Typically, roguelikes are intended to be edge of your seat experiences fraught with the terror of the unknown and unpredictable. Players are given a set of tools to survive an often harsh environments that change after the player dies. Don’t Starve, The Binding of Isaac, and FTL are famed for their heartstopping victories and ragequit defeats. RymdResa is a completely different breed of game. Set in the isolated and infinite vastness of space, the purports an experience that is far more peaceful and slower paced than the rest. The twist of its design is a thoughtful break from the norm though it isn’t long before RymdResa provides its own challenges and annoyances.

The Earth has been destroyed and the only survivor is an unnamed astronaut who is set upon a course for a new home. The setting grants the astronaut all the time in the world to wax philosophically about their experiences in the void via monologues that grow increaseingly morose and despondent as gameplay progresses. At first, it’s a harrowing look at loneliness and the human condition when faced with the unfathomable trauma of Earth’s decimation. As the game goes on, however, these moments of poetic introspection come off like the depressed scribblings of a lonely teen listening to Linkin Park songs. After an hour, I had to turn off the speech lest I draw questionable glances from a wife wondering why I’m screaming “CHEER THE FUCK UP” to a computer monitor.

Just because developer Morgondag created a quiet space adventure devoid of overly aggressive enemies doesn’t mean RymdResa is an easy game. In fact, it’s just as hard as any roguelike. The randomness and unknown unknowns make the simple task of following coordinates and collecting resources easier said than done. A significant contributor to the stress of the game is the player’s ship that utilizes a floaty control scheme last seen in Asteroids and Lunar Lander. Moving the Mouse points the ship in a desired direction and holding down the Left button ignites its engines. Forward momentum prevents the ship from stopping on a dime and you’ll have to be very careful about navigating past obstacles such as asteroids, comets, and the myriad of random celestial objects (mines and strange pinball-like bumpers, for example).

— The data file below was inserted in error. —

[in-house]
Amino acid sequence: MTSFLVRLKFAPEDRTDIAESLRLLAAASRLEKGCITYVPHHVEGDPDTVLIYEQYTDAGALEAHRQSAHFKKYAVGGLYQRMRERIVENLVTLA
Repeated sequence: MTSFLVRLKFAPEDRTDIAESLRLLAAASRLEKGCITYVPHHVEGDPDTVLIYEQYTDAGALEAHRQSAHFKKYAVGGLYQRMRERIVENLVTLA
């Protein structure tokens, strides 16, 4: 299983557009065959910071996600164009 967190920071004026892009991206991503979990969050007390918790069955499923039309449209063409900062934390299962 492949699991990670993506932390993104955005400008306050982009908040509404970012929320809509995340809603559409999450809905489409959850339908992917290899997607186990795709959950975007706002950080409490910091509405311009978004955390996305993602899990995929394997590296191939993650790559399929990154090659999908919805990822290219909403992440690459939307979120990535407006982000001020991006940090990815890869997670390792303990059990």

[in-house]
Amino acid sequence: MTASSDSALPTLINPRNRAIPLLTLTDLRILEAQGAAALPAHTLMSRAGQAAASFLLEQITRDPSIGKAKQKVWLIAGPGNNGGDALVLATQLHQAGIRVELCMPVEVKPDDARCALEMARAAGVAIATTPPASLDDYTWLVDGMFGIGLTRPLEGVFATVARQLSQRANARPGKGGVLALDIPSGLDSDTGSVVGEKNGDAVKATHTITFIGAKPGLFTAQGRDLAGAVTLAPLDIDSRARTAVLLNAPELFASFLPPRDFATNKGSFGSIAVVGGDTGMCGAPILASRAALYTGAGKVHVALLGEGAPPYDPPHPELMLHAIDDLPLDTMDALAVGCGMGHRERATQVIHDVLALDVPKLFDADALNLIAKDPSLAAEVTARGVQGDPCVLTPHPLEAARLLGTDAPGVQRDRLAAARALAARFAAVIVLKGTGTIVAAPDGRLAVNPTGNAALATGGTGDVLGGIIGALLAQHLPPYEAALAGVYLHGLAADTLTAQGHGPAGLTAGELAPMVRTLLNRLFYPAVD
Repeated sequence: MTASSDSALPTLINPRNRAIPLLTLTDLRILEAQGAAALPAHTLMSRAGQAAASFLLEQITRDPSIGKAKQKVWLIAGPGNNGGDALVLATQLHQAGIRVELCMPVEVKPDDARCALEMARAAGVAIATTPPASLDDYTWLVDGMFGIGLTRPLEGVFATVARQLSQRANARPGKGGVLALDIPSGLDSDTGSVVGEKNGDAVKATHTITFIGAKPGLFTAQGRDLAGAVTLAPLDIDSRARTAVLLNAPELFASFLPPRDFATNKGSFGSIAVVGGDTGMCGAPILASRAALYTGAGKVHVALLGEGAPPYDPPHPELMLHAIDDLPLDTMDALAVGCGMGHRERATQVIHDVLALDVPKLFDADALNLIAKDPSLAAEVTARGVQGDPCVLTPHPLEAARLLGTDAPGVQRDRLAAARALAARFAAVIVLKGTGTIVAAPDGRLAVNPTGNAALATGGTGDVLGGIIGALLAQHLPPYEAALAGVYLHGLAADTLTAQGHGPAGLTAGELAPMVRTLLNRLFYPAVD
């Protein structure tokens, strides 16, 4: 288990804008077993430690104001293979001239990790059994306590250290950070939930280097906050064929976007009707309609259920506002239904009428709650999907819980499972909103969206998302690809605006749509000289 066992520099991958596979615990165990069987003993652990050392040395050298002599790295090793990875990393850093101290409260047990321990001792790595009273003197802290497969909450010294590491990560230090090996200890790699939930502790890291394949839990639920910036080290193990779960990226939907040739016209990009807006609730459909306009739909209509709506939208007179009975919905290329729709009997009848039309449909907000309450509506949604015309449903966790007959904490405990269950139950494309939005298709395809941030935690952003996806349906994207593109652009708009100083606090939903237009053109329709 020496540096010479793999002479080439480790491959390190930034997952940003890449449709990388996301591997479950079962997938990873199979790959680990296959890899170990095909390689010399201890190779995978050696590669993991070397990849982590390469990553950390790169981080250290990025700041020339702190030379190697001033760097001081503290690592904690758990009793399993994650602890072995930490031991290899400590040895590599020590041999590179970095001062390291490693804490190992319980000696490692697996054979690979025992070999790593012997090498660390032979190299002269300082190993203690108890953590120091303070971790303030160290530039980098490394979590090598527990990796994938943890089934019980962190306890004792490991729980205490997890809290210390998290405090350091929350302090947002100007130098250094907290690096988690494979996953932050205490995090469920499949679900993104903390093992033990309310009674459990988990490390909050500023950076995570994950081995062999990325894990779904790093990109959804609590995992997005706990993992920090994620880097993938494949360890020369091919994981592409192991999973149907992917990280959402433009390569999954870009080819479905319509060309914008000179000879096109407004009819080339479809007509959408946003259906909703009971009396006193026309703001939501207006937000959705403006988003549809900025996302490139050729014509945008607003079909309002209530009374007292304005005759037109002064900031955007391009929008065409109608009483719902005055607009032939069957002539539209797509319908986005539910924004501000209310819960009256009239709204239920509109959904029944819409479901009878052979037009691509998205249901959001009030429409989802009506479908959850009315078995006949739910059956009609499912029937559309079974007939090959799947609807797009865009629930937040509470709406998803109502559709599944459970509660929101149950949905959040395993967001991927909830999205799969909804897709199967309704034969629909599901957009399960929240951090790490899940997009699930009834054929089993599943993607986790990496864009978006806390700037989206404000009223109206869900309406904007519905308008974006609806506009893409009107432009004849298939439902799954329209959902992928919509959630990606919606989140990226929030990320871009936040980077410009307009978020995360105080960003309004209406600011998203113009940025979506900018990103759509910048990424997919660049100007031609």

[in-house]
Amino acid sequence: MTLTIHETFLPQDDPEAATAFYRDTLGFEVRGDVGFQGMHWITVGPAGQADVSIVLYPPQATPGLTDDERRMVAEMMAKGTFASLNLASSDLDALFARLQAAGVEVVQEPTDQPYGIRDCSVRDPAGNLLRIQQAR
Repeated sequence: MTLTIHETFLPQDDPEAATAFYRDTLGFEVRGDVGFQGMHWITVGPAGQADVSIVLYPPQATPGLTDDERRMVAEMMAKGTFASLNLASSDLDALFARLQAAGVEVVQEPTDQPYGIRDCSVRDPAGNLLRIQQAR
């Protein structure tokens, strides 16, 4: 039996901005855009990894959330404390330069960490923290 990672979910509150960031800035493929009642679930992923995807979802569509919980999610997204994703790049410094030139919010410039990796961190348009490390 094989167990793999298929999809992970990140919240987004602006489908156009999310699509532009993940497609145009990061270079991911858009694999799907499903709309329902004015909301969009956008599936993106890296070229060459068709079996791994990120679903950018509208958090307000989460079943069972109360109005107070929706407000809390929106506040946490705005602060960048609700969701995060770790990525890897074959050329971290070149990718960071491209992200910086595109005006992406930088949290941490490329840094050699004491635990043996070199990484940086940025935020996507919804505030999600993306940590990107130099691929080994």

Your ship’s lifeblood are Resources, a catch-all the strips away all of the concerns that govern spaceflight. Stripping away mechanics like fuel, control systems, and cargo management allows for a more comfortable and straightforward gameplay experience. All you have to worry about is keeping your ship’s Resources topped off as it slowly dwindles over time. Colliding into obstacles converts damage into lost Resources until it reaches zero and the ship explodes. And depending on the chapter you’re playing through, that may or may not mean having to start over. Fortunately, Spacepoints, equipment and experience points carry over to the next playthrough. You’ll also earn Legacy levels that make helpful perks accessible.

Exploring space, scavenging shipwrecks, and interacting with planets offers random rewards and punishments. There’s a chance that a decision to mine or investigate a planet will take away resources but more often than not, they’ll give up a hefty reward. Additionally, there is new tech to uncover that’ll boost ship stats, giving it better engines, cosmetic improvements, and shields. Other starships can be purchased before starting the game, each with their own strengths and weaknesses. In chapter one, where the punishment for getting killed is a bit unfair, it pays to stick with one ship. In chapter two, however, the game’s leniency towards death allows for comfortable ship experimentation.

Apart from lacking the urgency of most genre titles, RymdResa is packaged with a lo-fi aesthetic reminiscent of Apple IIe-era PCs. The scan lined artwork won’t find a place in an art gallery, nor does it make an impact on the game itself. The game would be just as effective if it used modern 3D graphics. What makes me scratch my head, however, are the strange sights that fills the void of space. Occupying the starry sea are bizarre and inexplicable objects like F-16s, a circular space station bolted onto a full set of octopus tentacles, and a floating mass of what look like discarded car brakes.

Space as it appears in RymdResa provides an atmosphere of calm and disquiet rarely seen in the genre. That is merely an illusion because the game can be very stressful. It can also be achingly dull. The game’s second chapter plays differently than the first, as it have you travelling out from a new home planet to collect a set number of materials from random objects scattered around the map. When it rains, it pours though I experienced my fair share of droughts where I simply couldn’t find anything to draw materials from. It’s an Easter egg hunt devoid of the helpful parent nudging you in the general direction. This makes progress slow to a nearly unbearable crawl. RymdResa eventually becomes a test of patience but its tone and the drama of Man’s desperate search for a new home is interesting and thought provoking.  

Librarian by day, Darkstation review editor by night. I've been playing video games since the days of the Commodore 64 and I have no interest in stopping now that I've made it this far.